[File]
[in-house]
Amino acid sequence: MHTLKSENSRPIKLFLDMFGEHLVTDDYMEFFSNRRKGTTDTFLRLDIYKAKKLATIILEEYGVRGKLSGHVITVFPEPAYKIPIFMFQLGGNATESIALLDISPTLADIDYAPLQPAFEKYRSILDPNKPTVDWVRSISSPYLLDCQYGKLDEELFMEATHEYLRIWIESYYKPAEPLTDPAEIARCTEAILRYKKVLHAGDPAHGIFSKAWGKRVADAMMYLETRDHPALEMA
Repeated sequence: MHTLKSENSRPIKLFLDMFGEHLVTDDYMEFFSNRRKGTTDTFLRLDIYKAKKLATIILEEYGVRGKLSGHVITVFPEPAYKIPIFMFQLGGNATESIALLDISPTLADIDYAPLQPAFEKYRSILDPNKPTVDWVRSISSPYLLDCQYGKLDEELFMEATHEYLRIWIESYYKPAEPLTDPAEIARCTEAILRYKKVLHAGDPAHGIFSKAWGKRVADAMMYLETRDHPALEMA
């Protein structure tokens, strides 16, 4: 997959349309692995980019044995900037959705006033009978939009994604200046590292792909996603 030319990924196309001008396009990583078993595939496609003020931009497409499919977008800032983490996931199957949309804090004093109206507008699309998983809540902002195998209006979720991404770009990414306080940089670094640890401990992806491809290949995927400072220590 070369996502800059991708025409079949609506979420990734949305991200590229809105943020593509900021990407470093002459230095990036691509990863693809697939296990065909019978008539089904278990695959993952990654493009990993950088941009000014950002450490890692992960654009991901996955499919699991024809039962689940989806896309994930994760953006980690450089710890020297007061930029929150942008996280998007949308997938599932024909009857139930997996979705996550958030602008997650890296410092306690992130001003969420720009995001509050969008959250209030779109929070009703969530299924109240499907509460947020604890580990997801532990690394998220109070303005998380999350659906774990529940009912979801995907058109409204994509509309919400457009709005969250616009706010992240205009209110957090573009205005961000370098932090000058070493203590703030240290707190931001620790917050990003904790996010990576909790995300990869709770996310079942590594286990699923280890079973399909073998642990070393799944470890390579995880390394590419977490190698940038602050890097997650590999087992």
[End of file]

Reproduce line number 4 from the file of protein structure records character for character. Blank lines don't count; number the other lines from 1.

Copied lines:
């Protein structure tokens, strides 16, 4: 997959349309692995980019044995900037959705006033009978939009994604200046590292792909996603 030319990924196309001008396009990583078993595939496609003020931009497409499919977008800032983490996931199957949309804090004093109206507008699309998983809540902002195998209006979720991404770009990414306080940089670094640890401990992806491809290949995927400072220590 070369996502800059991708025409079949609506979420990734949305991200590229809105943020593509900021990407470093002459230095990036691509990863693809697939296990065909019978008539089904278990695959993952990654493009990993950088941009000014950002450490890692992960654009991901996955499919699991024809039962689940989806896309994930994760953006980690450089710890020297007061930029929150942008996280998007949308997938599932024909009857139930997996979705996550958030602008997650890296410092306690992130001003969420720009995001509050969008959250209030779109929070009703969530299924109240499907509460947020604890580990997801532990690394998220109070303005998380999350659906774990529940009912979801995907058109409204994509509309919400457009709005969250616009706010992240205009209110957090573009205005961000370098932090000058070493203590703030240290707190931001620790917050990003904790996010990576909790995300990869709770996310079942590594286990699923280890079973399909073998642990070393799944470890390579995880390394590419977490190698940038602050890097997650590999087992």